One of the most high-profile victims of the IRS Tea Party targeting scandal is planning to unveil surprising new allegations about the top Democrat on the House Oversight and Government Reform Committee at a hearing this morning.
Catherine Engelbrecht, the head of election integrity group True The Vote and Tea Party group King Street Patriots, alleges Rep. Elijah Cummings (D-MD) demanded information from her group in a similar manner to the IRS, according to her testimony. “Hours after sending letters, he would appear on cable news and publicly defame me and my organization,” Engelbrecht said.
The Tea Party leader is filing a formal ethics complaint against Cummings with the Office of Congressional Ethics, a panel of outside advisers who review allegations and refer those they consider to have merit to the official Hosue Ethics Committee.
Engelbrecht is one of several witnesses testifying at an oversight subcommittee hearing on the IRS scandal on Thursday. The committee’s subcommittee on Economic Growth, Job Creation and Regulatory Affairs will be holding a hearing titled: “The IRS Targeting Investigation: What is the Administration Doing?”
In her opening statement, published on the committee’s website late Wednesday, Engelbrecht offers the painstaking details of how the IRS and administration as a whole targeted her, noting “my private businesses, my nonprofit organizations, and family have been subjected to more than 15 instances of audit or inquiry by federal agencies.”
Engelbrecht said she is disgusted with Cummings’ behavior, and that Cummings was engaged in activity that “misrepresent[s] this governing body in an effort to demonize and intimidate citizens.”
“Such tactics are unacceptable,” Engelbrecht wrote in her prepared testimony. “It is for these reasons that immediately after this hearing I am filing a formal complaint with the House Office of Congressional Ethics and asking for a full investigation.”
Earlier in her testimony, Engelbrecht lumped Cummings’ actions in with those of the administration, writing that after she filed IRS papers to create her groups, “an assortment of federal entities – including law enforcement agencies and a Congressman from Maryland, Elijah Cummings – came knocking at my door.”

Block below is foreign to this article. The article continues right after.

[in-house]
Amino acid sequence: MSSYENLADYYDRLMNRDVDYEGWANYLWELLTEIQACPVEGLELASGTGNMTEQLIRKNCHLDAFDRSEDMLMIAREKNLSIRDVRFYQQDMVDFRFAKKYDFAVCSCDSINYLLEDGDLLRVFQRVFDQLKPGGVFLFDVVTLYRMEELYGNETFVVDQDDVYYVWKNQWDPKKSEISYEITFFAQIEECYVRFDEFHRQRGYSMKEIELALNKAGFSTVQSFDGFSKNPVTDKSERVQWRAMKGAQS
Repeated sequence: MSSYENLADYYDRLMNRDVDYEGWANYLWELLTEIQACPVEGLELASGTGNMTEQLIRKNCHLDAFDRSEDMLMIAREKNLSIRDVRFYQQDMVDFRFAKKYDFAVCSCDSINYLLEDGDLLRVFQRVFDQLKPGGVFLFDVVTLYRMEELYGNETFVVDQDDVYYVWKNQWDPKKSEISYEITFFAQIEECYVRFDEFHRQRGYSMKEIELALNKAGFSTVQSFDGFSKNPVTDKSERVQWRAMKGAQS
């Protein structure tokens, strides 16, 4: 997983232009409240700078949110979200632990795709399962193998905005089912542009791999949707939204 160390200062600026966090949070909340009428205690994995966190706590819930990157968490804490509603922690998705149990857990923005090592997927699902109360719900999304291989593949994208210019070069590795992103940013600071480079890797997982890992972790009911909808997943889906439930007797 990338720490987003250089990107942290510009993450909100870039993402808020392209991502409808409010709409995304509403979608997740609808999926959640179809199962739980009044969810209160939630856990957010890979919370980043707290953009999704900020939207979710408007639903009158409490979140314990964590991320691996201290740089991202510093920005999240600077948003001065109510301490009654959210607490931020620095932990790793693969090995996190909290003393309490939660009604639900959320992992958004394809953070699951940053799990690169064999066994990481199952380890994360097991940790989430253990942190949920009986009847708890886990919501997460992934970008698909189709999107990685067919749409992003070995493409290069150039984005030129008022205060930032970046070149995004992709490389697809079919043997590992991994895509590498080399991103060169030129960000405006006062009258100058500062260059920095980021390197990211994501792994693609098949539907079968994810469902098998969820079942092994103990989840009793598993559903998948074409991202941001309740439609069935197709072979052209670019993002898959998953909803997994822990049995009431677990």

It is highly unusual for a witness at a hearing to announce she is filing a formal ethics complaint against the ranking member of the committee holding it. Cummings’ office did not respond to a request for comment sent late Wednesday.
Cummings has been a Democratic thorn in the side of oversight efforts of full committee chairman Rep. Darrell Issa (R-CA) and other committee Republicans on the IRS scandal since he ascended to the top Democratic slot on the committee in 2010.
Cummings released sensitive investigation documents this past summer, including a redacted transcript of an interview committee investigators conducted with IRS employee John Shafer. Cummings did so, according to an NPR story on the matter, because he said the transcript “debunks conspiracy theories about how the IRS first started reviewing these cases.”
But Rep. Mike Turner (R-OH) said in response to that renegade Cummings action that it “will severely undermine the Oversight Committee’s ability to gain the full truth of what has transpired at the IRS.”
“Since he called for an end to this investigation, we have learned that IRS officials in Washington had been more involved in the targeting of Tea Party and conservative groups than we initially were lead to believe,” Turner said then. “This maneuver will do nothing more than obstruct the Committee’s investigation. It’s clear that Ranking Member Cummings is concerned only with ending a highly embarrassing and troubling investigation before we learn the full truth of who was responsible and why.”
On the Benghazi scandal, Cummings outed a trip Issa was taking to Libya–something Issa’s office feared could have put the chairman in danger as terror threats were being made against Issa’s life at the time by a Libyan national.
Testifying along with Engelbrecht at Thursday’s IRS hearing will be American Center for Law and Justice (ACLJ) chief counsel Jay Sekulow, Alabama’s Wetumpka Tea Party president Becky Gerritson and lawyer Cleta Mitchell of Foley & Lardner LLP. Barbara Bosserman of the Department of Justice’s Civil Rights Division is invited to testify, according to the House Oversight Committee’s website but has not confirmed.